12. Why designers make shirts in extra slim fit XXL.  Who buys these shirts?
  13. How reality stars who fistfight on camera, avoid jail
  14. Why some people find it odd that I always buy a color-coordinated trash can for the back seat of my car.  Where do you put your trash for pity's sake?
  15. Why Belinda Carlisle still can’t dance after fronting the Go-Gos for 30 years
                    And I’ve realized in my 44 short years on this planet, that it’s okay for me to not necessarily get everything.  Life is a process and I plan on sharing all my growth and allow you to watch me mature right before your very eyes; all 54 of you.  So go on being yourselves, B and T.  You, too, Q, whoever you are.  If you see me out and about please identify yourself so I can at least see what you’re wearing.  That should help in my assessment of “getting” you. 
                    And that is all I’m saying for now. 

Saturday, October 18, 2014

Oh calm down already, it's Clan with a "C"

                In the past year I’ve been introduced to all things Scottish.  I found out via my best friend Christopher’s wedding research that if you have a clan, you also have plaids.  Yes, plural.  There is an everyday plaid, a formal plaid and a hunting plaid.  So many plaids, I wonder if I might be Scottish.  Considering paisley was invented there, as was modern economics, I just might be.

                When we attended the English wedding in Scotland in July, we were made privy to further Scottish trivia such as family crests and mottos and all manner of interesting things.  The castle where we stayed during the wedding weekend was, oddly enough, his family’s castle (Clan Ramsay), which was appropriate as I was acting as if I was minor royalty already.  How else does one roll whilst in the Kingdom United (since Scotland voted to stay within)?  I feel that my plug for solidarity during my wedding toast may have turned the tides.  The fact that my girl, QE II, moved into Holyrood Castle during the run-up to the vote was coincidental at best.

                Just this morning I went to brunch with two very close friends who have been engaged for about 14 minutes.  We were discussing their wedding plans and I was, quite naturally, filling them in on my opinions (also plural) about themes and color schemes.  The bride-to-be is part-Scottish by background and we looked at the formal plaid which is green and red.  While beautiful, it fell a shade too far into the Christmas holiday spectrum for a proper wedding.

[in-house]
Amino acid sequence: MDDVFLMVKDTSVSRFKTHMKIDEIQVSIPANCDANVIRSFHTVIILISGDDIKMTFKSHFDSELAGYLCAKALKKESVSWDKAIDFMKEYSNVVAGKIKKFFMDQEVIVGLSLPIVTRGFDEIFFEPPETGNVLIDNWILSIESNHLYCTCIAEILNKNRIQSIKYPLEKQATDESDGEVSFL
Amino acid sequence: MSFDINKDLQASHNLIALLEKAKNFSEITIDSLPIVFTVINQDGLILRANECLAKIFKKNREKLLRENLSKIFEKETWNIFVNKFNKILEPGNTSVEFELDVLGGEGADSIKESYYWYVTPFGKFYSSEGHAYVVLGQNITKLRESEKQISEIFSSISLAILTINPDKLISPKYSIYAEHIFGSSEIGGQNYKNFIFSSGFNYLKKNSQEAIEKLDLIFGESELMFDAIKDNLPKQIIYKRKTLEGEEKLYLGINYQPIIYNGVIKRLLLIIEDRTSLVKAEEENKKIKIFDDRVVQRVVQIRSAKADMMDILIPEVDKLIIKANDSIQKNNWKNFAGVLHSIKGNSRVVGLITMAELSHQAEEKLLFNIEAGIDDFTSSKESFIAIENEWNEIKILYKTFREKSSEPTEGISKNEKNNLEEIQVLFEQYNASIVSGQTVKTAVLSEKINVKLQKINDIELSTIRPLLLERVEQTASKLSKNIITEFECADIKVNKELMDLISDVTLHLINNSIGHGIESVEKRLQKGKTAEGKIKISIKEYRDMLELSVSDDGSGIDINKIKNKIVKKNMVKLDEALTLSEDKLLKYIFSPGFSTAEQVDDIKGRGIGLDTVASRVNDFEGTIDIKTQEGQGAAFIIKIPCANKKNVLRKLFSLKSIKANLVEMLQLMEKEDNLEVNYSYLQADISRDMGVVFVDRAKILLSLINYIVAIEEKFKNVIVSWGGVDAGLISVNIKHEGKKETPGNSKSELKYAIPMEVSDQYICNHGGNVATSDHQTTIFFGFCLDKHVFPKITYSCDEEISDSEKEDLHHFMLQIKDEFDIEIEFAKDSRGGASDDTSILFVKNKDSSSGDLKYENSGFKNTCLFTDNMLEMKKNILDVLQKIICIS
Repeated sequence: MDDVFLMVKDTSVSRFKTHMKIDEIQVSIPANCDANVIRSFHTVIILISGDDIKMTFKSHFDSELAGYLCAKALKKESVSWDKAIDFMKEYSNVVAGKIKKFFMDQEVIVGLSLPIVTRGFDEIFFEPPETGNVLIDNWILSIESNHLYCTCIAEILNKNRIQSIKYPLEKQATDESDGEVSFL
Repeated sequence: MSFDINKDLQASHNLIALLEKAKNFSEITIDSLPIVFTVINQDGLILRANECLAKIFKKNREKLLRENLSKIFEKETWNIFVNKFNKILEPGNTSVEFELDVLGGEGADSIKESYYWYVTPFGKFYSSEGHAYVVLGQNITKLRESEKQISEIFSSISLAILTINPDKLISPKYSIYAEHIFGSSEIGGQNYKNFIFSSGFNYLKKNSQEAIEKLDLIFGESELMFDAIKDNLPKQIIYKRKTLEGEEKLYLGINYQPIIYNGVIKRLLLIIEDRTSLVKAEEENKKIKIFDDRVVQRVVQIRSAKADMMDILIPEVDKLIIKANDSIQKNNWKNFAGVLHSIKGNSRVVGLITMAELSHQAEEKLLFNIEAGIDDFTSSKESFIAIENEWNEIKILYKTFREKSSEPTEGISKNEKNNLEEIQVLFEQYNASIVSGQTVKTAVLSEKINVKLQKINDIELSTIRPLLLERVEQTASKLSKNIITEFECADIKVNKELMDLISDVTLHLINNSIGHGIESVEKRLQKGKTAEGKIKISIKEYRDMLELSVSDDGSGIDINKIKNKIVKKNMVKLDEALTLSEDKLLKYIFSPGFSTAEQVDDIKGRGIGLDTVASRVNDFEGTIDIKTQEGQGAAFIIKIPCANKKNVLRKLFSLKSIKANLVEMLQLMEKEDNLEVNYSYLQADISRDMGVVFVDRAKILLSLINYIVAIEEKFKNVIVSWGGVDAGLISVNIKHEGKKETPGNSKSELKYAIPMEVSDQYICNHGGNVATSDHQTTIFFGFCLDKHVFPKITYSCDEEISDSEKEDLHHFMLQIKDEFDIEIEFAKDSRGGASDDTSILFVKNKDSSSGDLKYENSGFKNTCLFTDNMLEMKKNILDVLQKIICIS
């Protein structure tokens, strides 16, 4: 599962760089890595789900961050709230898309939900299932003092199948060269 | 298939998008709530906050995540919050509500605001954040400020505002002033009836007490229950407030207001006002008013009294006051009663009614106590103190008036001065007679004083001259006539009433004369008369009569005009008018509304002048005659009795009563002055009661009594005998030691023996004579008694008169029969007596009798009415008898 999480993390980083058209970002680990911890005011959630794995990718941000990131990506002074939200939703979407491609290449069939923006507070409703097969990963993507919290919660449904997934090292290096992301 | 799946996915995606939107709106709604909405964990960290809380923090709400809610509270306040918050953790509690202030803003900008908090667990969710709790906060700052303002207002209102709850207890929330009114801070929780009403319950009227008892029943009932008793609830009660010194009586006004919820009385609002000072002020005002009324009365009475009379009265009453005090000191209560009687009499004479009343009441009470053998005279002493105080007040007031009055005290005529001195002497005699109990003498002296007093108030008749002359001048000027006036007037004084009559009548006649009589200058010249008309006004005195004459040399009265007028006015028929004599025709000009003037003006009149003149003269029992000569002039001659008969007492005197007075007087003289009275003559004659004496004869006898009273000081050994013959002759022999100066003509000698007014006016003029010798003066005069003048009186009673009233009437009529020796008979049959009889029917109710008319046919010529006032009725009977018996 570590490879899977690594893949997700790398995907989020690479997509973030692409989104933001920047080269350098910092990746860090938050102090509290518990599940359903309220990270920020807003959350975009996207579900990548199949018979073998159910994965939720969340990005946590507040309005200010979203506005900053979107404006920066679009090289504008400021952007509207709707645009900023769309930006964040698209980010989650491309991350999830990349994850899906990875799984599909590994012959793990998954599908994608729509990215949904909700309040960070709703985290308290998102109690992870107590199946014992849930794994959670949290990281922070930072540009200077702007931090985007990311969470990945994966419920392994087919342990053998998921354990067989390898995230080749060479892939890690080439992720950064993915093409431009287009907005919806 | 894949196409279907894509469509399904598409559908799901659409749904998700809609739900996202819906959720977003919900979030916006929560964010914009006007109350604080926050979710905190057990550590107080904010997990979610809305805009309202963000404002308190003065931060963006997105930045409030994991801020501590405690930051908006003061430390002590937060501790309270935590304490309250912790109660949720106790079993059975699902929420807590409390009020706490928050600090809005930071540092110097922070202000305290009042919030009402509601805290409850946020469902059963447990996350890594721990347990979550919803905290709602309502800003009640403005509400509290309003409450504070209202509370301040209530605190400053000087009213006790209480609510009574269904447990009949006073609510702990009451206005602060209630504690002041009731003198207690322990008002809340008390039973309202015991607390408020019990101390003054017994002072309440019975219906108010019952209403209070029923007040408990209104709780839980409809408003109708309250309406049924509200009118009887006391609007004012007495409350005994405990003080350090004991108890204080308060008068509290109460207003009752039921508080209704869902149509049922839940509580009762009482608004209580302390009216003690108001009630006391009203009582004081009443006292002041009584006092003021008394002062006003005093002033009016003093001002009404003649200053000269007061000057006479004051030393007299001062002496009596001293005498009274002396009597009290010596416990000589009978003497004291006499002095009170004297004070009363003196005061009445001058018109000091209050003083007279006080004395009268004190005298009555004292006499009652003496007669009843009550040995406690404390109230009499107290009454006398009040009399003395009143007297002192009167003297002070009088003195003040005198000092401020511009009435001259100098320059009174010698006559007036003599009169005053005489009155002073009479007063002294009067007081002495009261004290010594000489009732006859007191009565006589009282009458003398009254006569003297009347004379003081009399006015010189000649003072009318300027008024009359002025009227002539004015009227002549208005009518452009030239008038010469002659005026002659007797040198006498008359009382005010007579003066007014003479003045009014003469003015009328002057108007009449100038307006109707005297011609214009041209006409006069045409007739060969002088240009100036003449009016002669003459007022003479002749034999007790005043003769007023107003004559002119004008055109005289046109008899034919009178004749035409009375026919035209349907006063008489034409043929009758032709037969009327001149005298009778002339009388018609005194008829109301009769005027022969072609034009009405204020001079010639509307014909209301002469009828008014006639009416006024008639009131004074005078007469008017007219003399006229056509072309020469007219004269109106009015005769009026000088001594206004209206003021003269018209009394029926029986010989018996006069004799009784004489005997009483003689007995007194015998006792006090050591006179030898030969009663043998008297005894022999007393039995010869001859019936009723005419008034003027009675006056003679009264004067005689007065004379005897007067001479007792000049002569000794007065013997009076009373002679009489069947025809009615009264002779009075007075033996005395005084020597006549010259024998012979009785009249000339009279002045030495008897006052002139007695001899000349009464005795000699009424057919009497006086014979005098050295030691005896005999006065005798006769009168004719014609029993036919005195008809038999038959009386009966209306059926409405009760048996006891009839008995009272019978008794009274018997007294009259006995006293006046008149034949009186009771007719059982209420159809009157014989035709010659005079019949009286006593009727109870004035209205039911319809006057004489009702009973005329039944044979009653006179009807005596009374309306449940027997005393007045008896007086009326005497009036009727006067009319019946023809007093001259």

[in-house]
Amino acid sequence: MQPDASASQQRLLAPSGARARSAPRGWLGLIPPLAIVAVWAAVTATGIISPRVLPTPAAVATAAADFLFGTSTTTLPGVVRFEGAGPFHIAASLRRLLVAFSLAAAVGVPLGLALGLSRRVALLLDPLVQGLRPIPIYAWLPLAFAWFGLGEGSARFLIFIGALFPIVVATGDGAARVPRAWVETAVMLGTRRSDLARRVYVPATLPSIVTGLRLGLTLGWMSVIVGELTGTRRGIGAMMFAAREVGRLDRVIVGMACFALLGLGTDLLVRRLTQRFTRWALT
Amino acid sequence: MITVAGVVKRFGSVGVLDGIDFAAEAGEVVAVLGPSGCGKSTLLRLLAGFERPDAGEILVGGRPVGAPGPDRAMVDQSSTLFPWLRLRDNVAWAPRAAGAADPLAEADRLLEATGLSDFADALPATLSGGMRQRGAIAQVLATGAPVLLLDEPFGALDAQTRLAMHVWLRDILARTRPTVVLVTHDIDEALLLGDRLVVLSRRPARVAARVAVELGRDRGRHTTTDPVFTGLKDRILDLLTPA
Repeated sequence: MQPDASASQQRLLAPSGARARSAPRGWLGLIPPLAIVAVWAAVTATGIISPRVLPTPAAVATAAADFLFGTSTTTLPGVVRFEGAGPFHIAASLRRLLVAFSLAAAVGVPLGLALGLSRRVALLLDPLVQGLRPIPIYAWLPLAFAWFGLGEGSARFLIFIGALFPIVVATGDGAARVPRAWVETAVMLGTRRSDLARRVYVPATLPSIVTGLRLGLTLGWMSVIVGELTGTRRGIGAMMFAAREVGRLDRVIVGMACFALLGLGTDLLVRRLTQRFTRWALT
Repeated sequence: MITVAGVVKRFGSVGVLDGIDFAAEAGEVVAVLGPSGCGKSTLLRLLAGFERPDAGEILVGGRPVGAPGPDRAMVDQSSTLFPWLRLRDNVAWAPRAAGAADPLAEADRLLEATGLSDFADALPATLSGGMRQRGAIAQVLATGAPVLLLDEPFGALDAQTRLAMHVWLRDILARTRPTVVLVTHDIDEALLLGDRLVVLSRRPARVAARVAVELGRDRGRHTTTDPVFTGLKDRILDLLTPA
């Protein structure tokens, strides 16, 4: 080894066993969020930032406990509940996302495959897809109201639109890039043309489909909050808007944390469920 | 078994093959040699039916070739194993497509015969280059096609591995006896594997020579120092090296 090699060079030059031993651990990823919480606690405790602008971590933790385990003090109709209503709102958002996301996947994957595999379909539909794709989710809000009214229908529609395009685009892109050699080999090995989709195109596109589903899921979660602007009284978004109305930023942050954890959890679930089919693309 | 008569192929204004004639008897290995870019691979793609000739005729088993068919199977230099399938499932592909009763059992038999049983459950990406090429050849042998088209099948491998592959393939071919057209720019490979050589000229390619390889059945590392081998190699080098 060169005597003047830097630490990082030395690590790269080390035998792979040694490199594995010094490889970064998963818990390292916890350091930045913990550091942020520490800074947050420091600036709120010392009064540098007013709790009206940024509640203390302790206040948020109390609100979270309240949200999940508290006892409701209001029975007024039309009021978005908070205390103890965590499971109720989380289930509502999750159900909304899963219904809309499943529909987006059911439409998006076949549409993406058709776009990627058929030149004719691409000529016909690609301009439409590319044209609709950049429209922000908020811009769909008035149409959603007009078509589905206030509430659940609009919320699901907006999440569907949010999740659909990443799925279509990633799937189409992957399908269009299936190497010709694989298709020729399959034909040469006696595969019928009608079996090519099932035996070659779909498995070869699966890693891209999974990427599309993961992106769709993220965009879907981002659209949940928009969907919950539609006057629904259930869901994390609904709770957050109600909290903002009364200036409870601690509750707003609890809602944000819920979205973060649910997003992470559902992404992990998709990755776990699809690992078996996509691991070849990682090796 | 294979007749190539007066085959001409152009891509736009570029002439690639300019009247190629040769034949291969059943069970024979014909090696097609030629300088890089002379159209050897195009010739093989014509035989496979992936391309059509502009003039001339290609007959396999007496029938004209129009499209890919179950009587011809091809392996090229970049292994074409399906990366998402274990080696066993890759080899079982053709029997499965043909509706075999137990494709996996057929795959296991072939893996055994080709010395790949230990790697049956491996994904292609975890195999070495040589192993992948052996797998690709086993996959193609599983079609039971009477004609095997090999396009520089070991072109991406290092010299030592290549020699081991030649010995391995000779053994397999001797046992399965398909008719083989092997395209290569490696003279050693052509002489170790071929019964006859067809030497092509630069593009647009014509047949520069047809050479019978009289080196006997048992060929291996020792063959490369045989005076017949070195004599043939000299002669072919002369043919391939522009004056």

While looking at the hunting plaid, her fiancé found some history of her family including crest, motto and enemies.  Yes, dear readers, if you are Scottish, your clan has longstanding nemeses.  Those who share her surname (being withheld because it’s more interesting that way) apparently have Clans Kerr and Douglas as their long-standing enemies.  She couldn’t think of anyone off-hand that she knew with those last names so we didn’t have to plan an attack or anything.  Instead we talked about her impending trip to Tiffany’s to get her engagement ring sized since her knuckles aren’t actually as large as she thinks they are.  She is a member of Clan Crazy Females with Weird Body Issues That Don’t Actually Exist otherwise known as Clan Women.  Almost all women belong to it as do some dudes, especially here in the Bay Area.  I am not of that particular Clan.  I think I’m skinnier than I actually am.  I call me Clan Awesome (And Don’t Burst My Bubble, Please).  I love a good parenthetical encased in a title, don’t you?

                My personal enemies (plural to an absurd degree) are people in bad outfits and people who are rude, stupid or both; I call these Clan Tacky Masses and Clan Big Donkeys respectively.  There is also Clan Look Here Pawpaw (drivers who are too slow and can’t turn or park quickly or correctly) as well as the Clan Are You Seriously Writing a Check at Safeway (Making Me Wait) and Clan Get Off Your Cell Phone and Get Your Ridiculously Involved Caffeinated Beverage and Get Out of My Way (So I Can Get My Warmed Chocolate Chip Cookie That I’m Lying to My Nutritionist About to Go With My Black Iced Tea With Splenda and Yes I know How Bad Fake Sugar is For My Liver) At Starbucks.  I can't forget the sports-related Clan Stop Singing the National Anthem Like You're a Back-up Singer for Ray Charles.  This Song was Written by a Poet in 1800something and He Wasn't Expecting You to Start Scatting in the Middle (or Just Shut Up Already and Have Someone Play it on the Trumpet) and the work-related Clan Stop Reading Your Slide Presentation to Me (I Have the Gift of Literacy).

                I don’t know if a Clan Thompson exists but based on a lifetime of knowing and living with and near them, I feel pretty sure their enemies would be the Clans No Biscuits, Live in Town, Cute Clothes/No Overalls and Febreze.